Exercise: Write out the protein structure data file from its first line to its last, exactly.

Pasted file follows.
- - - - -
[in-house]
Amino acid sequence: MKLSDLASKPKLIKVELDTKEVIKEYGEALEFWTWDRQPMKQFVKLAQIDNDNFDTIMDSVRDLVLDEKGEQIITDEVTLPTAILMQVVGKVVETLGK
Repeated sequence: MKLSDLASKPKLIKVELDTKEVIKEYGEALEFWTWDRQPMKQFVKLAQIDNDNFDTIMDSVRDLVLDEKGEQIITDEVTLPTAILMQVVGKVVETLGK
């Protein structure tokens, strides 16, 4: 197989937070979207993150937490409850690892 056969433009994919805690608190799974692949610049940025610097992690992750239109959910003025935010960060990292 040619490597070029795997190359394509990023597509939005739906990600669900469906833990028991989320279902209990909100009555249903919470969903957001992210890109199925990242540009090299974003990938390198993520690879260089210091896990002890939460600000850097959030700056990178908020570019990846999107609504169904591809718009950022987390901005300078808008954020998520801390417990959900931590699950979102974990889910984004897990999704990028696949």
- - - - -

[in-house]
Amino acid sequence: MKLSDLASKPKLIKVELDTKEVIKEYGEALEFWTWDRQPMKQFVKLAQIDNDNFDTIMDSVRDLVLDEKGEQIITDEVTLPTAILMQVVGKVVETLGK
Repeated sequence: MKLSDLASKPKLIKVELDTKEVIKEYGEALEFWTWDRQPMKQFVKLAQIDNDNFDTIMDSVRDLVLDEKGEQIITDEVTLPTAILMQVVGKVVETLGK
């Protein structure tokens, strides 16, 4: 197989937070979207993150937490409850690892 056969433009994919805690608190799974692949610049940025610097992690992750239109959910003025935010960060990292 040619490597070029795997190359394509990023597509939005739906990600669900469906833990028991989320279902209990909100009555249903919470969903957001992210890109199925990242540009090299974003990938390198993520690879260089210091896990002890939460600000850097959030700056990178908020570019990846999107609504169904591809718009950022987390901005300078808008954020998520801390417990959900931590699950979102974990889910984004897990999704990028696949």